After arriving in sunshine, we left in rain. Next World Cup adventure is a tour of Villa Park in September to get our bearings. Can't wait.

Sunday, August 16, 2015

August 17 - Fast Car - Tracey Chapman

Last week I received an e-mail from 'The Pack' informing me that I would receive an e-mail from a third party, to check my driving licence details, so that I could use the World Cup vehicles to fetch and carry and respond to emergencies etc. I hope that emergency will be South Africa running out of Powerade. Needless to say, the e-mail did n't come and there was a close deadline for the 2 stage process. I contacted 'The Pack' who told me to contact the third party. Eventually the e-mail came, and I submitted my licence details. Stage 2 was an online training and testing module, that you have to pass.

Anyone in the West Midlands will know what happened last Friday. I saw it start to build up outside the office. Traffic was stationary at 1.30 in the afternoon. With the 3 sets of roadworks within 5 miles of the office that I have to navigate each night, my heart sank. Idiot alert on the M6 or Aston Expressway. A quick check on the net revealed a lorry had gone through the central reservation which had closed the M6 in both directions until 10 that night.

My cunning plan kicked in. I would leave the office and go southwards to pick up some more of the colourful owls around Birmingham. The gauntlet has been laid by the Big Hoot, 89 large owls, 120 small ones, and I had to get the lot as photos on my phone. There were some outlying owls that I could pick up if I followed the ring road out of Birmingham and away from the accident.

Driving around the ring road I timed my arrival at Birmingham Central Mosque at the end of prayers. This meant pedestrians crossing at the pelican crossing at the roundabout, people getting into cars that were parked on the roundabout (I kid you not!), and just the congestion of people trying to get home. 20 minutes later I got over the roundabout and the road was clear. Oh how I felt smug. I'd beaten the traffic, so drove to the Airport to photograph 3 outlying owlets - small owls designed by schools local to the airport. £4.50, 19 minutes, and 3 photographs later I jumped into my car to go home.

The M42 was stationary, so I thought "I know what I can do to beat the traffic, I'll go up the A446". Why did I think that no one else would have that idea? I didn't move for 20 minutes, and 90 minute later, I had travelled about 9 miles. Once I got over the roundabout where all the traffic was being directed away from the M6, and the redirected A446 traffic southwards, I contemplated why 4 hours after I had noticed the traffic building up, the road was still shut. Is there no way of putting a giant curtain around the scene, to stop rubber necking but keep the road open? When I arrived home 3 hours 45 minutes after I left, I didn't care if I ever got in a car again, let alone fetch Powerade for any of the International Rugby teams.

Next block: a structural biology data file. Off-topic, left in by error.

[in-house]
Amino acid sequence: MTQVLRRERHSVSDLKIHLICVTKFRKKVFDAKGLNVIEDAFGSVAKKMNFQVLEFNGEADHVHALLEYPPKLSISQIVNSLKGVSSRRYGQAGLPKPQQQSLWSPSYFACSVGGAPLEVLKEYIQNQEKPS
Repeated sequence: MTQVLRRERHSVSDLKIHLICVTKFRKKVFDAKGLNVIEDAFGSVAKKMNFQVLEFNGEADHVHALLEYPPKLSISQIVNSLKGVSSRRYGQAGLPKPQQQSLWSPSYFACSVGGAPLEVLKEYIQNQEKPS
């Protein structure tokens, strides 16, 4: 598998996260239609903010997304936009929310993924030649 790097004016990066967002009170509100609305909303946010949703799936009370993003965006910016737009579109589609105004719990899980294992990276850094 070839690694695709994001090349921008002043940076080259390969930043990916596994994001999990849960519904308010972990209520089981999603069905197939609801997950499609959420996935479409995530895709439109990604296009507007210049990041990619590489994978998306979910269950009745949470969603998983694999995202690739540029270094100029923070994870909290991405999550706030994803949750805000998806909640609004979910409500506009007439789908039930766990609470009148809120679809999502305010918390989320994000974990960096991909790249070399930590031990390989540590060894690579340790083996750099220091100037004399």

The next day, I jumped back in the car to finish off the owl hunt, only 2 large ones, and 4 locations of smaller owlets I looked forward to having the next weekend free of driving. Alas I failed miserably. I didn't want to do the hunt the 'App' way, with directions and guidance on numbers etc., I wanted to have an adventure and use my investigative skills, so was doing it a lot more slowly than I could have done. I arrived 15 minutes late to pick up the last 2 owlets, so next weekend, on the way to the next training module, I will finally finish at Sutton Park Donkey Sanctuary. (the driver who caused the chaos will be in there, along with the Law. ('the Law is an Ass' - Geddit?)

Today I have spent about 4 hours running through all the driver training modules, including the voluntary ones. I suppose it would have been easier had I read the Highway Code somewhere along the way since I passed my test at 17 years, 5 months and 3 days old. However, I've learnt that a speed limit is not a target, that driver error accounts for 95% of all accidents and it is perfectly legal for motorbikes to weave through traffic, but cars can't undertake. (Please explain the difference, other than the former is harder to police). I did the lot, because if there is the chance of me putting Powerade in the changing rooms, I want to take it!



PS was there ever a better driving song to listen to on a rare sunny day, on an even rarer open road than Tracey Chapman's Fast Car?